In PostgreSQL, every table name serves as type name for the row type (a.k.a. composite type) automatically - not a table type, there are no "table types" or "table variables" in Postgres (but there are typed tables).
So you can just declare a variable of that type in
CREATE FUNCTION foo()
RETURNS void LANGUAGE plpgsql AS
q1 foo; -- "foo" ...
q2 bar; -- ... and "bar" are existing (visible) table names
FOR q1 IN
SELECT * from foo
FOR q2 IN
SELECT * from bar
-- do something with q1 and q2
-- since q1 and q2 are well known types, you can access columns
-- with attribute notation. Like: q1.col1
FOR loop works with a built-in cursor. There are also explicit cursors in plpgsql.
You could also just declare variables of the generic type
record. It can take any row type at assignment automatically. But special rules apply. Be sure to follow the link and read the chapter of the manual!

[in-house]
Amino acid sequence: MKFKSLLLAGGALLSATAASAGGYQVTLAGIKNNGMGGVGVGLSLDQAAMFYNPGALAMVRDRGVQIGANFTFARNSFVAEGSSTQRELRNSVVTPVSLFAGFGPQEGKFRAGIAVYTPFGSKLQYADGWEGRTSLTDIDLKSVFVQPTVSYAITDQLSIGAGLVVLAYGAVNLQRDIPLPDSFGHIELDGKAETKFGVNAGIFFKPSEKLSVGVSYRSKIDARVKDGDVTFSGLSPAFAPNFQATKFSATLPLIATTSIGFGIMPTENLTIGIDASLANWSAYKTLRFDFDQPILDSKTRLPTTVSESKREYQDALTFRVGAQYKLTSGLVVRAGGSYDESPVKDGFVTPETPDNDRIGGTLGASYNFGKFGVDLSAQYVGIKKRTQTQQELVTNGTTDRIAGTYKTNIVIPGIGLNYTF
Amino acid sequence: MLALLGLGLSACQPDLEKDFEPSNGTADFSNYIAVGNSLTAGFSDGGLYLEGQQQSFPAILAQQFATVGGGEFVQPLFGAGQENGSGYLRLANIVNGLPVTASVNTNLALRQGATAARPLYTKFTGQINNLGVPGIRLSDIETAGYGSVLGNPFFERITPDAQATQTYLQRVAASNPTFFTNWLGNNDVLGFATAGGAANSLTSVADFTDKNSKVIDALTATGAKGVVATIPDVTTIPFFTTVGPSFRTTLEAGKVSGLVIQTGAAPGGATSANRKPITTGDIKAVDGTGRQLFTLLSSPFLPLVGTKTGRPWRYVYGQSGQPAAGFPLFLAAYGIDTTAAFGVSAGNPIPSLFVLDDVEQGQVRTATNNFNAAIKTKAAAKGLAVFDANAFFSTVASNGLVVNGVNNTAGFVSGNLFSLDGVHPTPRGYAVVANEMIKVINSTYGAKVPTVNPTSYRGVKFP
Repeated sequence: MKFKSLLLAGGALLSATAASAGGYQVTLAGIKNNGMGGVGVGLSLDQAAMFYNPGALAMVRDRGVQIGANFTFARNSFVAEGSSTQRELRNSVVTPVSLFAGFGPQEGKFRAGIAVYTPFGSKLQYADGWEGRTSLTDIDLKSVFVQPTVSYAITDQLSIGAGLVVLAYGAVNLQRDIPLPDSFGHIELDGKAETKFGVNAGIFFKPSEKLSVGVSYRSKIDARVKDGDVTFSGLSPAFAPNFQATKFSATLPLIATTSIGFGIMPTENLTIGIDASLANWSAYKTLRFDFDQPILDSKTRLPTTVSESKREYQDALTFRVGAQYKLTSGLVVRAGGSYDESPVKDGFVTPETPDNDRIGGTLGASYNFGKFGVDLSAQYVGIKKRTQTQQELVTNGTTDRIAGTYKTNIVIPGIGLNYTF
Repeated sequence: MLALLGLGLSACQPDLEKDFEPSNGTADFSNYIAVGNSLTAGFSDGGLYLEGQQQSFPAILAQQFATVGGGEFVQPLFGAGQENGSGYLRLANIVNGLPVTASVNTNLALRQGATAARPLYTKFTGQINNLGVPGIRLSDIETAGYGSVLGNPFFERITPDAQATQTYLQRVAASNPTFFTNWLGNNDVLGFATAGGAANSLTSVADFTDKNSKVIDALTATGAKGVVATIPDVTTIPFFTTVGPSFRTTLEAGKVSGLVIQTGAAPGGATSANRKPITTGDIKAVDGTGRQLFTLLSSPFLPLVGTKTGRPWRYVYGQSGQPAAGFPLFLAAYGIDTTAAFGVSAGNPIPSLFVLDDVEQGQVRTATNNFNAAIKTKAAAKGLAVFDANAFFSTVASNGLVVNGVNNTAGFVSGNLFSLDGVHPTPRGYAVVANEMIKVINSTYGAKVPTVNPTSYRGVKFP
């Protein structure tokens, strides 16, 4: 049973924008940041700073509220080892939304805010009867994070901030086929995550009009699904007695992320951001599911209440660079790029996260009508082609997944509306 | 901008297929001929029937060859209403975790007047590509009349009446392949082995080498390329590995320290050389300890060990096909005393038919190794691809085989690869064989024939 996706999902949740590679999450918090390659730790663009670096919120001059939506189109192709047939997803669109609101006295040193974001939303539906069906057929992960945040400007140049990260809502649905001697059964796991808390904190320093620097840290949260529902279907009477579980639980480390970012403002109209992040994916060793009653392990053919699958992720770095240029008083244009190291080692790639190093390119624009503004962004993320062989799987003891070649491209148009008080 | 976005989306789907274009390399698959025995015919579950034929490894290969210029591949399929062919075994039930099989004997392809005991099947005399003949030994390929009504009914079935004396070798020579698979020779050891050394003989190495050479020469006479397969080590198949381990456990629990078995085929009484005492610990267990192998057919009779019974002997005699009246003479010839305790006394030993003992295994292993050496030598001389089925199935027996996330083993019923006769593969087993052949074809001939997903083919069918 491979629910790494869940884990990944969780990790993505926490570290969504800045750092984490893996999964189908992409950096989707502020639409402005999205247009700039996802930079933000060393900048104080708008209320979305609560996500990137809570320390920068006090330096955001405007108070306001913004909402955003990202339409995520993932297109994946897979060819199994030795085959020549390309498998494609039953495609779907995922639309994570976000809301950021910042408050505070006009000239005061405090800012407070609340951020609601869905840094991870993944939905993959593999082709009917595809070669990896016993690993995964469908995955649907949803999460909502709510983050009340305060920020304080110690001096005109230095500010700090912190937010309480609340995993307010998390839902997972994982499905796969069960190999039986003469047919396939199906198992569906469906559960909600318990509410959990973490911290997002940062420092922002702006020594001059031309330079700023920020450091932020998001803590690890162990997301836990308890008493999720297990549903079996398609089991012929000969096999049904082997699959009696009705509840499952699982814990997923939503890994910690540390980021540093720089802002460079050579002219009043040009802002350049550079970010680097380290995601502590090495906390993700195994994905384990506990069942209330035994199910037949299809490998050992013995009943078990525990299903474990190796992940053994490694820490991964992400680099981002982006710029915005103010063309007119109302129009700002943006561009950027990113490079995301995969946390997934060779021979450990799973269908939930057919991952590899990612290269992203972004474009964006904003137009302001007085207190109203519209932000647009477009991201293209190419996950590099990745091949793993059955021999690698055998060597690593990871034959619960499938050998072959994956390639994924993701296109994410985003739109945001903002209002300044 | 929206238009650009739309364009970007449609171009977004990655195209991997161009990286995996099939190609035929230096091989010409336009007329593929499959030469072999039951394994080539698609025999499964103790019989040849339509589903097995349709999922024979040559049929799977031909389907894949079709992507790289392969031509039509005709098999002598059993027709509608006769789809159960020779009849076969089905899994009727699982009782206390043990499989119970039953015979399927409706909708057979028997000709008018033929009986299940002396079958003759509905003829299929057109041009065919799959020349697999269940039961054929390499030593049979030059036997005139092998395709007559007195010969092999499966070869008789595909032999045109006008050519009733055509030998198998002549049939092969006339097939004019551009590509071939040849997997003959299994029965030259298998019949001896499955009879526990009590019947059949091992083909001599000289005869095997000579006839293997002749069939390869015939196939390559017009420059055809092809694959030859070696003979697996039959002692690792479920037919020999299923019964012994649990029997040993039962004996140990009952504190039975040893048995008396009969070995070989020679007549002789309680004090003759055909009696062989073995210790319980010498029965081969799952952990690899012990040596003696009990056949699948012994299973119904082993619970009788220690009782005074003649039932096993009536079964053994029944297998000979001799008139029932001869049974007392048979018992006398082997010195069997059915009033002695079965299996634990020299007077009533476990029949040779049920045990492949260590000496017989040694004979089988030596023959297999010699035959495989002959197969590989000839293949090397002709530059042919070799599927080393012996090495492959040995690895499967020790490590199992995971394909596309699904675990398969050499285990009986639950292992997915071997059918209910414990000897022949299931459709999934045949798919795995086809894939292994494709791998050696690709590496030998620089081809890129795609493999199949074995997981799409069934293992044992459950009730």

While it's often convenient to have the function return
SETOF <table name>, returning
SETOF record is not as convenient. The system does not know what the function returns this way and you have to add a column definition list with every call. Which is a pain. Details about table functions in the manual.
Often there are more efficient solutions with plain SQL, though. Looping is a measure of last resort, when you can do things in one scan where you would need multiple scans in pure SQL.